Then from here, you can dress it up however you want! Sometimes I’ll add black salt to give it an ‘egg-y’ taste, or you can add bacon bits (No Name Bacon Bits are vegan!), dill, vegan mayo, and lemon juice to make a ranch/Caesar style dressing.

Or if it’s not astronomically hot, and you don’t mind turning on a burner, you could cook up some chick’n nuggets/strips and add those to your salad to turn it into a chick’n salad.

Or, you could make pasta salad, instead. For pasta salad, I usually add peas, bell pepper and celery to the noodles (either macaroni or Scoobi-Doo shapes are the best for pasta salad), and then for the dressing, I add: white vinegar, yellow/French’s mustard (optional), salt, pepper, garlic powder, onion (either powder or very small cubes), nooch (optional), and vegan mayo (also optional). Then you mix it together and let it cool in the fridge, or you could be one of those freaks who eat it when it’s still a little bit warm.

I love making pasta salad in the summer, not only because it’s super easy, but because it takes just as much effort to make a little bit of it as it does to make a lot. So I can usually make a big ‘batch’ of it, and then throw it in the fridge and eat it all week!

Also, same as lettuce salad, you could get a little creative and make a pasta salad wrap, or use leftovers in a warm pasta dish (I’ve turned left over pasta salad into mac n cheese) if you make it at the tail-end of summer. And, assuming it would last long enough you need to turn it into something else.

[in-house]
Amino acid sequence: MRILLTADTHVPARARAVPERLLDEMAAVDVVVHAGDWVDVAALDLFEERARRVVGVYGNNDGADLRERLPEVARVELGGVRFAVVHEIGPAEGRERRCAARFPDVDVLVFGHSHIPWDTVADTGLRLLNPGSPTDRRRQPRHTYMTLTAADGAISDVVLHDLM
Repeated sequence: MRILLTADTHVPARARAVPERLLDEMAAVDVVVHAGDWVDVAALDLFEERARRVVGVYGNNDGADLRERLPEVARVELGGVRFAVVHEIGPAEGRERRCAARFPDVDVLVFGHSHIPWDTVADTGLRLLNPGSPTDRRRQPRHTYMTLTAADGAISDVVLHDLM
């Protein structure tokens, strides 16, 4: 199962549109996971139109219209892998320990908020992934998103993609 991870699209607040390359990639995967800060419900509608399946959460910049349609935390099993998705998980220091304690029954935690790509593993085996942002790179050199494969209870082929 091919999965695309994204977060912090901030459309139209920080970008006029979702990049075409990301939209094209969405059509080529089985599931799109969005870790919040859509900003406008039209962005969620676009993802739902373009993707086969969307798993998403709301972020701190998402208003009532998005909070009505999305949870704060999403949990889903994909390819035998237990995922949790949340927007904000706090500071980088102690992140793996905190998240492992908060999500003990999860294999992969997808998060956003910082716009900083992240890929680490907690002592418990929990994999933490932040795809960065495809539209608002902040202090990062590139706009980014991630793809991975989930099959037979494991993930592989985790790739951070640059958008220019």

1. Avocado Toast

I’ll be honest, I haven’t actually made avocado toast all that much, since I’m not that big of a fan of how avocados taste. I don’t know what it is, but it’s just not really my bag.

That said, I have been trying to force myself to eat them more often (which isn’t hard when you’re starting at ‘never’), because I know they’re super good for you. So, with that in mind, I’ve only made avocado toast twice, but both times I didn’t feel the need to immediately vomit, so I’m taking that as a good sign.

AterImber.com - The Veg Life - Product Review - Avocado Toast - VeganEgg - Vegan Food

This is the first way I tried it. I made some VeganEgg scrambled eggs, and then put some avocado slices on top of toast with a little bit of salt and pepper on top.

This… it tasted good, but as my first time trying avocado toast, with the giant pile of egg, it was too much of a not-that-great-texture in my mouth at once. I didn’t spit it out, but it was waaay too mushy for my liking. I did however finish it.